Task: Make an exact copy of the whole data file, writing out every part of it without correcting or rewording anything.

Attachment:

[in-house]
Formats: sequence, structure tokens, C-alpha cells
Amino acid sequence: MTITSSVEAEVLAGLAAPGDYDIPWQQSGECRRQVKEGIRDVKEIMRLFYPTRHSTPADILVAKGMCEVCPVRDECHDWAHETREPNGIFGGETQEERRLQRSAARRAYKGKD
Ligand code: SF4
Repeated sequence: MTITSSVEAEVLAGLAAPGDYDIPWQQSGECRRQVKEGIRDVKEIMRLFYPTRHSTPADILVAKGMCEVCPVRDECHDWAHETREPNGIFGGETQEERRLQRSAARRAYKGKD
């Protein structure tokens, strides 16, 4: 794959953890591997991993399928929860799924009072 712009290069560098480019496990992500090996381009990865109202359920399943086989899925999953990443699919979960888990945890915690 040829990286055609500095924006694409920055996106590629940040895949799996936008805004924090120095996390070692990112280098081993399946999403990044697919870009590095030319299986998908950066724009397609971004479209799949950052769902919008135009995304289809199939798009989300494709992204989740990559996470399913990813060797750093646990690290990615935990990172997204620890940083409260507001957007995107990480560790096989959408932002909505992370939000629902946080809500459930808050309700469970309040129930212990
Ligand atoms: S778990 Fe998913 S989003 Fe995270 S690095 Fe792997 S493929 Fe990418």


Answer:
[in-house]
Formats: sequence, structure tokens, C-alpha cells
Amino acid sequence: MTITSSVEAEVLAGLAAPGDYDIPWQQSGECRRQVKEGIRDVKEIMRLFYPTRHSTPADILVAKGMCEVCPVRDECHDWAHETREPNGIFGGETQEERRLQRSAARRAYKGKD
Ligand code: SF4
Repeated sequence: MTITSSVEAEVLAGLAAPGDYDIPWQQSGECRRQVKEGIRDVKEIMRLFYPTRHSTPADILVAKGMCEVCPVRDECHDWAHETREPNGIFGGETQEERRLQRSAARRAYKGKD
């Protein structure tokens, strides 16, 4: 794959953890591997991993399928929860799924009072 712009290069560098480019496990992500090996381009990865109202359920399943086989899925999953990443699919979960888990945890915690 040829990286055609500095924006694409920055996106590629940040895949799996936008805004924090120095996390070692990112280098081993399946999403990044697919870009590095030319299986998908950066724009397609971004479209799949950052769902919008135009995304289809199939798009989300494709992204989740990559996470399913990813060797750093646990690290990615935990990172997204620890940083409260507001957007995107990480560790096989959408932002909505992370939000629902946080809500459930808050309700469970309040129930212990
Ligand atoms: S778990 Fe998913 S989003 Fe995270 S690095 Fe792997 S493929 Fe990418």